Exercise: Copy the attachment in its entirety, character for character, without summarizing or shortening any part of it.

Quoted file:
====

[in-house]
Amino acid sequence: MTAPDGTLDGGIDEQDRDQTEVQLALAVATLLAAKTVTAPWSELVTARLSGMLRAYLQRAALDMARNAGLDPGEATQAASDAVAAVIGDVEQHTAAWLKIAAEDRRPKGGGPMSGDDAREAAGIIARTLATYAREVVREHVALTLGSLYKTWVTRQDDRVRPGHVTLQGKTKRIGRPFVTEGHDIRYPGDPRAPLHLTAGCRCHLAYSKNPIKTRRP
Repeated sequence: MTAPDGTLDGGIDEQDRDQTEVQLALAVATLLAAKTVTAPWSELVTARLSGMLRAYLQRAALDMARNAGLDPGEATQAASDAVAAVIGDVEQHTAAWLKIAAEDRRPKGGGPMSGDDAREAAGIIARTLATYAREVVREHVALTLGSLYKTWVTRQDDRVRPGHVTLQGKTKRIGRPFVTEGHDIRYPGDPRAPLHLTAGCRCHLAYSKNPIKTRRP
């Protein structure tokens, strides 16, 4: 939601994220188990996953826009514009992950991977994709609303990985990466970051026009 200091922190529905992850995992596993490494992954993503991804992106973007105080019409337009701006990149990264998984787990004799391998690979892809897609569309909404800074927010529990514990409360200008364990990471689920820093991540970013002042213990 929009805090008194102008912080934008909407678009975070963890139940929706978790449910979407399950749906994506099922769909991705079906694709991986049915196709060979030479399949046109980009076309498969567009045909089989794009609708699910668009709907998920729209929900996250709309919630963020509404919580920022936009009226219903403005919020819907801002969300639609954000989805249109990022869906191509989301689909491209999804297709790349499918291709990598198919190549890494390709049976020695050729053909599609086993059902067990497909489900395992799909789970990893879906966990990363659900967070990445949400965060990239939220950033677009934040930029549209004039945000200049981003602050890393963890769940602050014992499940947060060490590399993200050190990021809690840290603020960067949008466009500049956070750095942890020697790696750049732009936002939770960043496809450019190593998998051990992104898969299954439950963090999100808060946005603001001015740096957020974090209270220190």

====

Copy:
[in-house]
Amino acid sequence: MTAPDGTLDGGIDEQDRDQTEVQLALAVATLLAAKTVTAPWSELVTARLSGMLRAYLQRAALDMARNAGLDPGEATQAASDAVAAVIGDVEQHTAAWLKIAAEDRRPKGGGPMSGDDAREAAGIIARTLATYAREVVREHVALTLGSLYKTWVTRQDDRVRPGHVTLQGKTKRIGRPFVTEGHDIRYPGDPRAPLHLTAGCRCHLAYSKNPIKTRRP
Repeated sequence: MTAPDGTLDGGIDEQDRDQTEVQLALAVATLLAAKTVTAPWSELVTARLSGMLRAYLQRAALDMARNAGLDPGEATQAASDAVAAVIGDVEQHTAAWLKIAAEDRRPKGGGPMSGDDAREAAGIIARTLATYAREVVREHVALTLGSLYKTWVTRQDDRVRPGHVTLQGKTKRIGRPFVTEGHDIRYPGDPRAPLHLTAGCRCHLAYSKNPIKTRRP
């Protein structure tokens, strides 16, 4: 939601994220188990996953826009514009992950991977994709609303990985990466970051026009 200091922190529905992850995992596993490494992954993503991804992106973007105080019409337009701006990149990264998984787990004799391998690979892809897609569309909404800074927010529990514990409360200008364990990471689920820093991540970013002042213990 929009805090008194102008912080934008909407678009975070963890139940929706978790449910979407399950749906994506099922769909991705079906694709991986049915196709060979030479399949046109980009076309498969567009045909089989794009609708699910668009709907998920729209929900996250709309919630963020509404919580920022936009009226219903403005919020819907801002969300639609954000989805249109990022869906191509989301689909491209999804297709790349499918291709990598198919190549890494390709049976020695050729053909599609086993059902067990497909489900395992799909789970990893879906966990990363659900967070990445949400965060990239939220950033677009934040930029549209004039945000200049981003602050890393963890769940602050014992499940947060060490590399993200050190990021809690840290603020960067949008466009500049956070750095942890020697790696750049732009936002939770960043496809450019190593998998051990992104898969299954439950963090999100808060946005603001001015740096957020974090209270220190």